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NVIDIA-Arm: Now What?

by Sravan Kundojjala | 2月 08, 2022

The $60+ billion mega semiconductor deal fell apart after 18 months of its original announcement. NVIDIA embarked on seemingly impossible task in September 2020 and gave itself 18 months to close the Arm acquisition. However, slightly ahead of its 18-month deadline, NVIDIA dropped its pursuit. Despite gaining some support from industry players such as Broadcom, Marvell and MediaTek, lukewarm response from regulators (CMA, EU, FTC and China) and vehement opposition from Qualcomm, Intel and Microsoft sealed the fate of this mega-deal well before the deadline. Unsurprisingly, SoftBank and NVIDIA decided to part ways.

Now what?

NVIDIA will be fine with or without Arm. The company has established an unassailable lead in data centre AI by leveraging its GPU technology. NVIDIA is planning to enter the CPU market to complement its data center GPU business with the help of an Arm CPU license. NVIDIA appears fully committed to Arm with or without the deal. As part of its deal sign-on, NVIDIA prepaid $2 billion to SoftBank, of which $640 m ($170 million for licensing and $470 million royalties) allocated for Arm license and royalty for up to 20 years.

Will NVIDIA execute its Arm server CPU Grace roadmap without Arm? We don’t see any big issue as NVIDIA can still work closely with Arm like other licensees like Amazon and Ampere. In addition, as one of the lead licensees, NVIDIA can get early access to Arm’s IP. The question is can NVIDIA build an entire server CPU ecosystem on its own? We think it will take at least 5-10 years for NVIDIA to establish its Arm CPUs. Currently, less than 15% of NVIDIA revenue comes from Arm-based chips.

SoftBank will miss NVIDIA’s share bounty, though. SoftBank hoped to get $12 billion in cash and up to an 8% stake in NVIDIA by selling Arm to NVIDIA. SoftBank originally spent $32 billion to acquire Arm, and the NVIDIA deal would have given it a $30+ b return on that investment. Today, SoftBank indicated that it will take Arm to IPO within FY 2023 (ends in March 2023).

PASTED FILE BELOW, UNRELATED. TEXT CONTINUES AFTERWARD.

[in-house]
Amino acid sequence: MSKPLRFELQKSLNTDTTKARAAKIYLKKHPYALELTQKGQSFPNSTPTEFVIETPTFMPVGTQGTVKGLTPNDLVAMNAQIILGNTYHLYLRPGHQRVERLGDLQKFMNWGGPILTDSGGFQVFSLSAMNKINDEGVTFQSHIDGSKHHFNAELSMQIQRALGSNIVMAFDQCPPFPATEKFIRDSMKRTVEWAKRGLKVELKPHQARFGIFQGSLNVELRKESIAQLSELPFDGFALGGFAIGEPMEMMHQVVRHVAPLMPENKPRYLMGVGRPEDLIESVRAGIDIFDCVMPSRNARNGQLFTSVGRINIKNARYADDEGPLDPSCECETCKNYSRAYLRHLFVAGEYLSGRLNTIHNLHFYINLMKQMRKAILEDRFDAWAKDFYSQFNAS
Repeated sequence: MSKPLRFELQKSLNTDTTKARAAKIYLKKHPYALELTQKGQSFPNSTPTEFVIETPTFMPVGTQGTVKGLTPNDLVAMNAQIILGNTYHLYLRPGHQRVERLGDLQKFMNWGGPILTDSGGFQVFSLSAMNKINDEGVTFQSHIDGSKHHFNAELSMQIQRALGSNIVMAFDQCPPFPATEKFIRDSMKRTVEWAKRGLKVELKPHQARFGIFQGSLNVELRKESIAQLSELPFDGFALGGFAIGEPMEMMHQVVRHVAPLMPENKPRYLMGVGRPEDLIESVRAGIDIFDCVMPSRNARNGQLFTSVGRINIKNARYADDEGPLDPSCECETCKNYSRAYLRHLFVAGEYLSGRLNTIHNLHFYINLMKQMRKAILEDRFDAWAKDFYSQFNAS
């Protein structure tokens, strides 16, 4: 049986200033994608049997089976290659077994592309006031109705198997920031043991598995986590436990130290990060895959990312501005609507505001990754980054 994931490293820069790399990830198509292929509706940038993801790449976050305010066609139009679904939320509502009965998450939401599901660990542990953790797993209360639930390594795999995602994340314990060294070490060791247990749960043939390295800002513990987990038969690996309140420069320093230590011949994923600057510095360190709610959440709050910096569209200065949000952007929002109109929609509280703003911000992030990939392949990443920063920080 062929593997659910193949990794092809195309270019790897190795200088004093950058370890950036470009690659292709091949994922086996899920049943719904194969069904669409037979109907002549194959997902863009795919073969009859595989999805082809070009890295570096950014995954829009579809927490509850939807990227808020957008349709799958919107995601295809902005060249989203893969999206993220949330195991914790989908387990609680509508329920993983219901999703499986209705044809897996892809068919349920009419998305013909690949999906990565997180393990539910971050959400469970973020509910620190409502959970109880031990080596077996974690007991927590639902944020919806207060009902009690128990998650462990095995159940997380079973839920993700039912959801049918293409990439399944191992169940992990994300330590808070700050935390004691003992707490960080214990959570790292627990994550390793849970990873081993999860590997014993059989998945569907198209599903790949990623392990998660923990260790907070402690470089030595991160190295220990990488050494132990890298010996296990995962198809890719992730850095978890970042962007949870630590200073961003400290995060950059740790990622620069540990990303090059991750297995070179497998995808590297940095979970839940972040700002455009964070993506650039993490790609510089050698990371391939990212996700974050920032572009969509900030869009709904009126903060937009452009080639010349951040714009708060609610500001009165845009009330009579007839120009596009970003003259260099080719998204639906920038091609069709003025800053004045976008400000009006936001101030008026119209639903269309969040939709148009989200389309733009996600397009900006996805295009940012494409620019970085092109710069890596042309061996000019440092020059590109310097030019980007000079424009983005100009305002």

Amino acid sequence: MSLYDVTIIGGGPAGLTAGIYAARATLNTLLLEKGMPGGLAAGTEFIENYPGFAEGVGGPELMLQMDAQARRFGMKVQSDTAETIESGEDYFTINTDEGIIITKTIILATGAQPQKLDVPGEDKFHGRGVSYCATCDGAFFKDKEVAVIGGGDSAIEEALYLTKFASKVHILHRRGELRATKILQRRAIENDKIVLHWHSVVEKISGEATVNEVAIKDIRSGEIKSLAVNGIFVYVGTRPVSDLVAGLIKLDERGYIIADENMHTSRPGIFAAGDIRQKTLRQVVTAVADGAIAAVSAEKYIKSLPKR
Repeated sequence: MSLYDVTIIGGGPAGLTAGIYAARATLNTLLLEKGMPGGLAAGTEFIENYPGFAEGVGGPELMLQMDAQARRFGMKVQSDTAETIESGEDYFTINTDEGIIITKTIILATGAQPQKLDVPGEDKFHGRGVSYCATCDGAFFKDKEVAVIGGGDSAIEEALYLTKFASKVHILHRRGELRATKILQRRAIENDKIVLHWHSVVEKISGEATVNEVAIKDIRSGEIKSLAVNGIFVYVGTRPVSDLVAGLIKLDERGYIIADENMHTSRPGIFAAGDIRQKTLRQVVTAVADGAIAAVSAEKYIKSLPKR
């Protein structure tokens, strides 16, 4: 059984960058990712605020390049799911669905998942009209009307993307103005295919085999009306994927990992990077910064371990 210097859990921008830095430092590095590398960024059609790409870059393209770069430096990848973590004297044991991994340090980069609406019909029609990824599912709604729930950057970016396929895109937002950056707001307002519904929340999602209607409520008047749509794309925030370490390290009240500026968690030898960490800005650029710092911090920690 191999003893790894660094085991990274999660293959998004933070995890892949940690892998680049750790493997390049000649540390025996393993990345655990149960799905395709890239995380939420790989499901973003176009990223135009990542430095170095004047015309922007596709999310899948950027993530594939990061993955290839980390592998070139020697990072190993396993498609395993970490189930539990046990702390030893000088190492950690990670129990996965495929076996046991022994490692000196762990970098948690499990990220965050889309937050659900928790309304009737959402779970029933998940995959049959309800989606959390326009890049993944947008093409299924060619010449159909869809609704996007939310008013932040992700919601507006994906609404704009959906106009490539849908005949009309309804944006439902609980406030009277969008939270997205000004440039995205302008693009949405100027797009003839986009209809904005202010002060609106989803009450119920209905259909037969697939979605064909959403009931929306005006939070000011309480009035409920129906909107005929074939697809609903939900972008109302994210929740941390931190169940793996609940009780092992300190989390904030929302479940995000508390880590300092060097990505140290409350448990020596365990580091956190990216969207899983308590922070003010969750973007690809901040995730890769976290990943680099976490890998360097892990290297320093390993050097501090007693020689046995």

With semiconductor companies posting all-time high revenues and profits, Arm has no better time to go public. The semiconductor shortage has precipitated strong demand and, in turn, massive CapEx investments across the industry. Moreover, the demand outlook looks good, with many companies still reporting huge backlogs for 2023.

Between 2015 and 2019, Arm’s revenue grew just 5 percent CAGR. After that, however, Arm’s revenue started accelerating again with increased semiconductor demand across smartphones, automotive, embedded etc., from 2020. Between 2019 and 2021, Arm’s revenue grew 16.3 percent. In CY 2021, Arm’s revenue grew 16.5% to $2.5 billion. Armv9 revenue kicked off from late 2021 and will contribute materially in 2022.

Arm has become an R&D intensive asset from the last six years, affecting its profitability. As an IP company, Arm invests ahead of revenue. Under SoftBank, Arm’s R&D spent outpaced that of revenue. This trend will continue for the next five years as Arm invests in data center CPUs to catch-up with x86.

The critical issue that Arm contends is who will fund its increased R&D?

The need for increased funding was the rationale that Arm cited when SoftBank acquired it in 2016 and when NVIDIA announced its intention to acquire Arm in 2020. Now that NVIDIA is out of the picture and SoftBank wants to exit with an IPO, who will fund increased R&D?

In its recent regulatory filing, Arm highlighted the competition from architecture licensees such as Apple and Qualcomm, who keep proprietary designs to themselves without contributing to the broader ecosystem. Arm thinks its standard off-the-shelf licenses may not compete with architectural licensees, forcing Arm to spend more on R&D to level up with architectural licensees whose designs are far more advanced than Arm’s. In addition, the performance gap between the Arm’s standard and custom cores continues to widen, further putting pressure on Arm. Arm also contends with increased competition from RISC-V (Intel, Imagination, Si-Five etc.) and IFS (Intel’s foundry ecosystem).

The good news for Arm is it takes years to recreate a new ecosystem and all of Arm’s leading licensees are still committed to it. Arm gets 80% of its revenue from top-20 customers despite having 150+ active licensees. Qualcomm indicated that it is ready to take a minor stake in Arm if it goes IPO. Arm’s customers posted massive revenue growth in the last two years and are on track to post another record year in 2022.

Price increases remain a practical option for Arm to fund its R&D. Currently, Arm gets 4-5 cents royalty per chip and 20 cents or more on advanced Armv8/v9 designs. However, with increasing competition, can Arm afford to raise prices? Arm is highly dependent on smartphone and embedded markets. If the company cannot spend R&D on data center, it may have to cut down on some of those projects and just focus on the core mobile market but that would limit its growth.

As a public company, Arm will have to endure a difficult transformation and the company’s leadership needs to make sure that it is focused on the future.

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Sravan Kundojjala
@SKundojjala

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